Better Drinking



How are you doing with your minimalist (unprocessed, whole, real) food lifestyle?

In my experience, a diet means sudden, radical change.  I'll be highly motivated for a while, and then I hit a plateau and get discouraged.

By using tiny habits, there are many more ways to be successful.

If I think in terms of tiny habits, my focus is different.  Rather than worrying if I don't lose weight one week, I can look at my success in maintaining habits.  I can easily meet and exceed my tiny goals, which means I'm always making progress.  Continuing to make better and better food choices should be permanently sustainable, which means that over time I will see bigger changes.

It also means that I'm not measuring the success of the entire lifestyle solely by whether I lose weight, but also by improved health in many different ways due to the gradual accumulation of new, better habits.  There are many more ways for me to be successful than just a number on a scale or a piece of clothing.

There are other facets of the minimalist whole food lifestyle I haven't written about yet, so today I want to bring up the question of what to drink.

Generally speaking, don't drink your calories.

This is an important idea that might challenge your thoughts about what is healthy.

Smoothies are a thing right now, and many people swear by them.  But with multiple servings of fruit, not to mention juices, frozen yogurt, milk substitutes, and giant servings of nut butter added to many smoothies, they are sugar, fat, and calorie bombs.  Even if kale, beets, or chia seeds are in the mix, the fiber of all ingredients is torn and crushed by blending, meaning that our bodies burn fewer calories digesting a smoothie than if we simply ate the unprocessed fruit or vegetables.

As an example, one smoothie by Odwalla has 270 calories (not enough to replace a meal) and a whopping 47 grams of sugar.  With only 2 grams of fiber and 3 grams of protein, those sugars are going to hit your system quickly and all at once.  The insulin surge is going to help you store fat.  And in spite of the fact that more than 2 oranges and a cup of blackberries were juiced (plus other fruits), the resulting product is "not a significant source of vitamin C."  What a waste!  And you'll still be hungry after you drink it.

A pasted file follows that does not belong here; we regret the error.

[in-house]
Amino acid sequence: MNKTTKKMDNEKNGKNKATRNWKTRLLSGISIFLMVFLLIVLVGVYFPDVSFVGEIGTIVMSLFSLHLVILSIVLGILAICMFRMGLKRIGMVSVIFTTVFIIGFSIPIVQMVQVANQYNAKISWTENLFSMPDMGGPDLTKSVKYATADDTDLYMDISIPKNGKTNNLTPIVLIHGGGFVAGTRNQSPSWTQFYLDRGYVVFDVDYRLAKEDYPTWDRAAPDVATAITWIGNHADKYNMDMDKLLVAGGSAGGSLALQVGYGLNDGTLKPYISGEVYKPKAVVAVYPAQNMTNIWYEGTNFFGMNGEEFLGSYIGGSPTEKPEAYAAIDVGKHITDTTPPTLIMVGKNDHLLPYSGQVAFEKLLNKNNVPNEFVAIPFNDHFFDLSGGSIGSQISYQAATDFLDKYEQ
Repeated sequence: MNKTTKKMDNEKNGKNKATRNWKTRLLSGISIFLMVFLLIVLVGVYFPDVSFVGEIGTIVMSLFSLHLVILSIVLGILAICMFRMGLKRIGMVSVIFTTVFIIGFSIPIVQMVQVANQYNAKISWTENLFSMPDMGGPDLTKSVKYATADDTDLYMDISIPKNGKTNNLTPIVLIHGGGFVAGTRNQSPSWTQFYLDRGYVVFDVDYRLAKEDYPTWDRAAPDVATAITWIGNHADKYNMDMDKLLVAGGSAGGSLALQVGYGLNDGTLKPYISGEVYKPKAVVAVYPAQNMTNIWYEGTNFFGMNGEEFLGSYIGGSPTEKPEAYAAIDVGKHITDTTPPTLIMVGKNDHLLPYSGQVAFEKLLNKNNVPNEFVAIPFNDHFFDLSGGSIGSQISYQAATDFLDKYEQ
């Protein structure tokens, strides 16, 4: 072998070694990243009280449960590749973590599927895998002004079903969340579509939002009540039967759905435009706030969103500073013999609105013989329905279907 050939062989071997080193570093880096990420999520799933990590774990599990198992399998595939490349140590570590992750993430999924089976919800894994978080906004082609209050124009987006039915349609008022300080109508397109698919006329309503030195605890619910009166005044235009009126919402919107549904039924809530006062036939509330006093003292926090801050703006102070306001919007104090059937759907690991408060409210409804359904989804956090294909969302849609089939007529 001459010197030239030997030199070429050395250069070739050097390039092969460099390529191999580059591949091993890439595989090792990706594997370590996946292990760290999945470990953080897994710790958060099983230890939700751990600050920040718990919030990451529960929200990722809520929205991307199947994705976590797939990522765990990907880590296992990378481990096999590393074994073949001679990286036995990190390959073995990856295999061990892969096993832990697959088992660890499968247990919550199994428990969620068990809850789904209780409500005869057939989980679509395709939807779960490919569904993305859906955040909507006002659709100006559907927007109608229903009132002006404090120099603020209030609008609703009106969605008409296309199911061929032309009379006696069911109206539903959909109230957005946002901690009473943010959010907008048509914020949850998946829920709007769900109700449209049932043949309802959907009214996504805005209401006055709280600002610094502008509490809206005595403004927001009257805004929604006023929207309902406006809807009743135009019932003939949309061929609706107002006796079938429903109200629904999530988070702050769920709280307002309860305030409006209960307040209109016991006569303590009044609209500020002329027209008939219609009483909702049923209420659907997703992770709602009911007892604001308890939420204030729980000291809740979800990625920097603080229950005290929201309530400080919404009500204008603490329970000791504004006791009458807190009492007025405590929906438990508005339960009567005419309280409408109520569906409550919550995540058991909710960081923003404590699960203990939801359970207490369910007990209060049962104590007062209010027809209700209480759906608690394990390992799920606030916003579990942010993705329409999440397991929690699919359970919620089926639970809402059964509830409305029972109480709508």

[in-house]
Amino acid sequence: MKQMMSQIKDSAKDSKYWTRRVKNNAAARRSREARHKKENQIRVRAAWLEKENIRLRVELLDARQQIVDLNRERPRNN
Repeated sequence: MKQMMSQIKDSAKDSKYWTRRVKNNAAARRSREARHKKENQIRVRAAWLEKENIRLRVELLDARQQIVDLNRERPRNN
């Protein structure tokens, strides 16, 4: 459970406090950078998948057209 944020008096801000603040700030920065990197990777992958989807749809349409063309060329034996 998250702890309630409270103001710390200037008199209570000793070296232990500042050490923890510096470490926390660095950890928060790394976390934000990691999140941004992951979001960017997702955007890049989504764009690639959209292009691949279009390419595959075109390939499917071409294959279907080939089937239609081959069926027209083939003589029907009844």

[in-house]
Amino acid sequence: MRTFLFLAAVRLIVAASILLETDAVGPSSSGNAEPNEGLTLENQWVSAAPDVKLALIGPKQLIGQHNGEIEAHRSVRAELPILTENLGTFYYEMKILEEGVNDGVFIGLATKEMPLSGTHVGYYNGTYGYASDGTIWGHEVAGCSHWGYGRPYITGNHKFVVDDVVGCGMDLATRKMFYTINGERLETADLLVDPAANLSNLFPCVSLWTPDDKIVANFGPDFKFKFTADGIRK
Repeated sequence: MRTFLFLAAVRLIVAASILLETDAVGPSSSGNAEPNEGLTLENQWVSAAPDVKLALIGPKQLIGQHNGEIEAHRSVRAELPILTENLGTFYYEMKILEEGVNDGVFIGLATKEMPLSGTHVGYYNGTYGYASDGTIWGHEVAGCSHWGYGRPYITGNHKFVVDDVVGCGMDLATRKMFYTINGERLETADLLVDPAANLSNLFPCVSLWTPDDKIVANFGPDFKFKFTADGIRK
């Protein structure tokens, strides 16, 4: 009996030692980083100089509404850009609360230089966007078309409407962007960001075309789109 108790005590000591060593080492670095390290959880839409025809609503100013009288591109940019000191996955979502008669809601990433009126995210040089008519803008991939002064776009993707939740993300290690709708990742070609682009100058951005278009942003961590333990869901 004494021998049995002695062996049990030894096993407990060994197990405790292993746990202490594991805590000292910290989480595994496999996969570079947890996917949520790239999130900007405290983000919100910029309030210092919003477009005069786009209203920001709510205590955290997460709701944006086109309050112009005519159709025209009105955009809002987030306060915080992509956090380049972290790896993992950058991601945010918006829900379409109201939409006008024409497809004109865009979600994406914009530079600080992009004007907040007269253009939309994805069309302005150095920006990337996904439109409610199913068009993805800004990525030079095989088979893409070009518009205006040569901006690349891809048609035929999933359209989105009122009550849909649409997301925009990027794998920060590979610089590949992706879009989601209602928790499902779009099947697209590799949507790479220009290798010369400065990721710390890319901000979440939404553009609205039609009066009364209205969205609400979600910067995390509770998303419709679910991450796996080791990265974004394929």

Here are better hydration strategies:

  1. Squeeze the juice of half a lemon into 2 cups of cold or hot water and drink it first thing in the morning.  Drinking lemon water after fasting all night stimulates your liver and helps it to detox.  It provides vitamin C, freshens breath, improves skin quality, and promotes weight loss!
  2. Drink 2 cups of water before every meal.  Dehydration is not only dangerous for all systems of your body, but it will stall weight loss.
  3. Observe Dry January.  One beer, glass of wine, or cocktail is roughly 150 empty calories.  Since alcohol is one of the biggest drivers of excess food intake, abstinence will also make you less inclined to overeat.  It's a win-win situation for your diet.
  4. Drink several cups of green tea throughout the day to help boost your metabolism.
  5. Caffeine also boosts metabolism, so enjoy up to 2 cups of coffee or black tea per day.  Just be sure to limit caffeine intake to morning hours so your sleep patterns won't be disturbed.
  6. Don't use sugar or sweeteners in your tea or coffee, but you can add a dash of cream if you like.  The fat in cream helps stabilize blood sugar.
  7. Are you craving a slightly sweeter drink?  Add a few drops of vanilla extract to your cup of coffee.  Brew coffee or tea with cinnamon sticks.  Add an orange wedge studded with whole cloves to your steeping tea.